In a state Senate hearing Wednesday, state Department of Corrections Secretary John Wetzel testified before the state Senate Judiciary Committee on how the DOC is mitigating the spread of COVID-19 to all SCIs throughout the state.
In particular, he discussed the particular mitigation efforts that have taken place to curb the outbreak at SCI Huntingdon.
As of May 21, 155 inmates and 47 staff members have tested positive for COVID-19. Additionally, 122 inmates have officially recovered and 20 staff members have recovered.
“One individual who was COVID-19 positive, coming into Huntingdon April 9, has led to our most significant outbreak to date,” said Wetzel. “Even with little county impact, SCI Huntingdon had its first inmate positive test result April 20. The inmate had been sent to Penn Highlands Huntingdon for treatment.
“SCI Huntingdon began experiencing staff call offs due to employees reporting COVID-19-like symptoms, and by April 22, the prison had three positive inmate cases and five employee positives reported,” Wetzel added. “As is the case with COVID-19, cases grow exponentially.”
Wetzel explained the difficulties with SCI Huntingdon and effectively quarantining inmates.
“An issue with SCI Huntingdon is that it is an old facility of an old design. Opened in 1889, the facility consists of multiple four-tier housing units that have open-bar cell doors; and all inmate and employee movement travels through a central hub area near the prison’s control center,” he said.
He also detailed additional measures SCI Huntingdon officials have taken to help mitigate the spread.
“On April 26, the entire prison was placed in enhanced lockdown/quarantine, which included limited out-of-cell movement to medical emergencies and screenings of inmate workers, feeding inmates in their cells, etc.,” said Wetzel. “Department of Corrections officials worked to identify staff from other facilities — such as maintenance staff — to report to the prison to assist in converting the gym, other housing areas, a warehouse area and rooms in the education department into isolation areas for the observation and care of inmates ill with COVID-19.
“This conversion was important due to the fact that SCI Huntingdon does not have an infirmary,” he added. “The conversions were done to allow the prison to care for inmates at the prison and not overwhelm the local hospitals. Of course, inmates who need hospital-level care are taken to local hospitals for such care. The prison isolation units have the ability to administer oxygen and intravenous fluids to inmates and to provide nursing care and oversight. Appropriate medical supplies were acquired for and sent to the prison.”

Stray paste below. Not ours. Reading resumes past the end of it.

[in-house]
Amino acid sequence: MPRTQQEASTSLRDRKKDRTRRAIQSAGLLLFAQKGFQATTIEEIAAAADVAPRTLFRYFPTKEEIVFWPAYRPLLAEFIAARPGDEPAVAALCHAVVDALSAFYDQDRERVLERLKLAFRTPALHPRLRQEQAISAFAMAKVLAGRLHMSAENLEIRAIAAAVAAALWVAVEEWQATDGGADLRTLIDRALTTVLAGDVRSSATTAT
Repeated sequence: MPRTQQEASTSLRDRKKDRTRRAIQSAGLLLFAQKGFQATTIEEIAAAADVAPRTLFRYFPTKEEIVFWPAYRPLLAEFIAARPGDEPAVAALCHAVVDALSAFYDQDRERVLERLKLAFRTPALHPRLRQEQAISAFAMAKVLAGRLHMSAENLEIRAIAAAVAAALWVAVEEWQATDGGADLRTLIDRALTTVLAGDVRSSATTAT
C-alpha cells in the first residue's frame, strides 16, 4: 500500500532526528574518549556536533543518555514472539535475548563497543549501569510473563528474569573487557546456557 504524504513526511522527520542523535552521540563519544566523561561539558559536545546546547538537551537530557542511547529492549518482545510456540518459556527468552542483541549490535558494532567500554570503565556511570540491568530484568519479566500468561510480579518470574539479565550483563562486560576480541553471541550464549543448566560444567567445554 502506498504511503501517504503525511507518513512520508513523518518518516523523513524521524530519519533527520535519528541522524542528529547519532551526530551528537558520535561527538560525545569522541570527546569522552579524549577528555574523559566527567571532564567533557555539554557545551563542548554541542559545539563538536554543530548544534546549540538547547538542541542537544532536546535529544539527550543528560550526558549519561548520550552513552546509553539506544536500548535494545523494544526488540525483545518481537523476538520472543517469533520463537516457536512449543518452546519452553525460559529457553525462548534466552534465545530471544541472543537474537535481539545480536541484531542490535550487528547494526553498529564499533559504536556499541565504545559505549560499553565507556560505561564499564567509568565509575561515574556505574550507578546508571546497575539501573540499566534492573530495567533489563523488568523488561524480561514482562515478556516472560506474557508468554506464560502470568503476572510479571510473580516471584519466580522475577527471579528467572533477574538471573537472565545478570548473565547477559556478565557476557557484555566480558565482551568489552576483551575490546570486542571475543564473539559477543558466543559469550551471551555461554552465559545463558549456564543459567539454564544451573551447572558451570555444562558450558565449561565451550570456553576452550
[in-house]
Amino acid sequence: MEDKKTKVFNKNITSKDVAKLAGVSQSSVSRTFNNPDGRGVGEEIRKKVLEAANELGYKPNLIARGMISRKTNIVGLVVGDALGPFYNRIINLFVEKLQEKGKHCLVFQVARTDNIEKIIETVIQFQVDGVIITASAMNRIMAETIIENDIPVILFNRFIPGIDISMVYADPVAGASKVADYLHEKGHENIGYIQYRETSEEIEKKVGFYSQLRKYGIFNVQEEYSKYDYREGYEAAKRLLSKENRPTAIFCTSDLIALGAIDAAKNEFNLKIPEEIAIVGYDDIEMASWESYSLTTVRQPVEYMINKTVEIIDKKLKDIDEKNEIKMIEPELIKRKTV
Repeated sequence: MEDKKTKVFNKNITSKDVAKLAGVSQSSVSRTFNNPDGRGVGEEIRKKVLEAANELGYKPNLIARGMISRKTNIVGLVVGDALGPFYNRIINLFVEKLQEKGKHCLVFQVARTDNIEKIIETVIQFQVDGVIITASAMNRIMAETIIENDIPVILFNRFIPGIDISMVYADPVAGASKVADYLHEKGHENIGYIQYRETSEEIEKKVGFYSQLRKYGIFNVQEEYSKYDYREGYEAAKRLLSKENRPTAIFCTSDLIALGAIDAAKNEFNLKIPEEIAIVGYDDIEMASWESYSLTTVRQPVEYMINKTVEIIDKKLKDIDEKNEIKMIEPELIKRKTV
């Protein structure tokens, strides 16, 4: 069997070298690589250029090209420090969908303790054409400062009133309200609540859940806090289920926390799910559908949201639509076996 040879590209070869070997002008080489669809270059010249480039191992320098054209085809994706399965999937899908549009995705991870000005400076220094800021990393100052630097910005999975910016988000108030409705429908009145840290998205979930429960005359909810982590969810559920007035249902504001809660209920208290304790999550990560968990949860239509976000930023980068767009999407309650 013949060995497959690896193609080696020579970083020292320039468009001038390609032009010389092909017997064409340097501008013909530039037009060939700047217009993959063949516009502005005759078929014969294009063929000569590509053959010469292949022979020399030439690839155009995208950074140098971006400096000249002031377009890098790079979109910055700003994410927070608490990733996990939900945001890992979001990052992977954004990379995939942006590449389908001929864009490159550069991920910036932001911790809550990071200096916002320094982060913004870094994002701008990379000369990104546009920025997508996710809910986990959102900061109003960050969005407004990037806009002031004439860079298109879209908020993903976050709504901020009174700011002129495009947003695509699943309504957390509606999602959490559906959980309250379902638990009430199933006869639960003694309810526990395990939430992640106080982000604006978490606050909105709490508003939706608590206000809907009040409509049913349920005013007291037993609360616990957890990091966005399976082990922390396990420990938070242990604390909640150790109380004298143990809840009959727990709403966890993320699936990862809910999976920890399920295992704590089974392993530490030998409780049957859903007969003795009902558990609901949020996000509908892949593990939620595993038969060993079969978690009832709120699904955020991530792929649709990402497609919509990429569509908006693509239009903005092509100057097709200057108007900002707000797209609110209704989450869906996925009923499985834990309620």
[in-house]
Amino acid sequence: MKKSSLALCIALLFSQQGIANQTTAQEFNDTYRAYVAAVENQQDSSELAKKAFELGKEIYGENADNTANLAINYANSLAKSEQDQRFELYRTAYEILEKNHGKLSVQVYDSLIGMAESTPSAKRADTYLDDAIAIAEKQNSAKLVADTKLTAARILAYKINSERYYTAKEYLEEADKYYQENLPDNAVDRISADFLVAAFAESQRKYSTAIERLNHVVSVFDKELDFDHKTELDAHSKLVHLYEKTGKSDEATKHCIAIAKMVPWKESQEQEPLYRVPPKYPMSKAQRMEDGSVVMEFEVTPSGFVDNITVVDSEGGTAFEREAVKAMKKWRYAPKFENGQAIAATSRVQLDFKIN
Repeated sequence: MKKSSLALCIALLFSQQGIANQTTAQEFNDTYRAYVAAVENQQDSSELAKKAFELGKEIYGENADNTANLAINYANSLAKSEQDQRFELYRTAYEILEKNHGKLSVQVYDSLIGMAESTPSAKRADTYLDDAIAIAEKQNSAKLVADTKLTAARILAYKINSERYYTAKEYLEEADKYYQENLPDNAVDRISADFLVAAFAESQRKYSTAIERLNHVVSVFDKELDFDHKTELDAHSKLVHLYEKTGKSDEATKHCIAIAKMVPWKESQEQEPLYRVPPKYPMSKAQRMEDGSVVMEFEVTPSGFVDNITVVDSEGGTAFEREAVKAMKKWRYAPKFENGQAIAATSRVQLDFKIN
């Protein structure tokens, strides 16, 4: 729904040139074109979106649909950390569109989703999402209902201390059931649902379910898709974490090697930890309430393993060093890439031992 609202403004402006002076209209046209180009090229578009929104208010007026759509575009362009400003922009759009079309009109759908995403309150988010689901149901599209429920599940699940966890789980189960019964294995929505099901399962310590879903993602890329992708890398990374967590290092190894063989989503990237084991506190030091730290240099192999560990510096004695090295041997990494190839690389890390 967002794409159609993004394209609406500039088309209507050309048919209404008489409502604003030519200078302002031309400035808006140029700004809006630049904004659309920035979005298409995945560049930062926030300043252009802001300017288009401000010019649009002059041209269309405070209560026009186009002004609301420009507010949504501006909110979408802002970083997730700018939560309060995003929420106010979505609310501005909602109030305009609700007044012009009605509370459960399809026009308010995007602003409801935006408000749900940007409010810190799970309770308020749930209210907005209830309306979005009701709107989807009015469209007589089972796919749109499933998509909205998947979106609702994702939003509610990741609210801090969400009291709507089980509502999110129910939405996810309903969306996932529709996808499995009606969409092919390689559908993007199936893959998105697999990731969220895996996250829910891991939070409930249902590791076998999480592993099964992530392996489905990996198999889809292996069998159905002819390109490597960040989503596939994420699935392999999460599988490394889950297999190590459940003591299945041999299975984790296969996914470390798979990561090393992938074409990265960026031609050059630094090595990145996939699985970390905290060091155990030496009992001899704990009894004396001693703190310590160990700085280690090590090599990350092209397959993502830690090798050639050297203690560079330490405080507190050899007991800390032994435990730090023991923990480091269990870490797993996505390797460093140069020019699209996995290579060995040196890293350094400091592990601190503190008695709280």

Wetzel said they also reached out to area hospitals to discuss protocols surrounding COVID-19 as well as the protocols for transferring inmates.
“At the same time, SCI Huntingdon and DOC medical staff reached out to local hospitals and EMS to discuss their protocols as well as the DOC’s protocols for the transfer of inmate patients who might become too ill to be managed in the prison isolation areas,” he said. “An understanding of what these systems can and cannot handle was achieved, and the DOC used that information to form contingency plans should they require more assistance than the local medical systems could provide.”
More space was needed to help better separate inmates into smaller groups, so 90 were initially set to be transferred to SCI Phoenix.
“DOC officials decided to move approximately 90 inmates to SCI Phoenix, where there is a standalone, self-contained unit. That unit had been planned as a re-entry unit for female inmates; however, those plans never were finalized. So, DOC and SCI Phoenix officials reconfigured that unit into operation to house SCI Huntingdon inmates, who would be those that are close to being released from prison.
“In preparation for the transfer of the inmates to SCI Phoenix’s Female Transition Unit (FTU), officials tested the selected inmates for COVID-19 May 5. Of the 82 inmates tested, 52 returned positive test results. Only the 18 inmates who tested negative for COVID-19 were transferred to the FTU May 7. The remaining inmates were moved to SCI Huntingdon’s outside service unit, where they will remain isolated until they recover. It should be noted that all of the positive inmates were asymptomatic. Once the inmates in the outside service unit test negative, they will be transferred to FTU.”
DOC spokesperson Maria Finn noted that 84 inmates have been released from SCI Huntingdon since March 30, and that includes completion of sentences, paroles and reprieves.
A total of 151 were temporarily released thanks to the reprieve order, but only seven have since returned to prison for violating the reprieve orders, but have committed no crimes.
Staff relief has been provided to SCI Huntingdon to help the facility function normally, said Wetzel.
“Throughout the entire situation at SCI Huntingdon, DOC staff has assisted the facility by monitoring staff call-offs and providing staffing relief as needed using employees from other state prisons,” he said. “The facility has no staff shortages and continues to operate normally, albeit under an enhanced quarantine facility wide.”
With the move of inmates to SCI Phoenix’s FTU and the remainder of the inmates moved later this month, SCI Huntingdon should experience some relief,” he added.
Wetzel credited all of the DOC staff at SCI Huntingdon and beyond for their leadership and dedication throughout the outbreak.
“Again, this situation had the potential to be significantly worse had it not been for strong facility leadership, and the dedication, creativity and commitment of DOC staff throughout our system, who rallied to get this outbreak under control,” he said.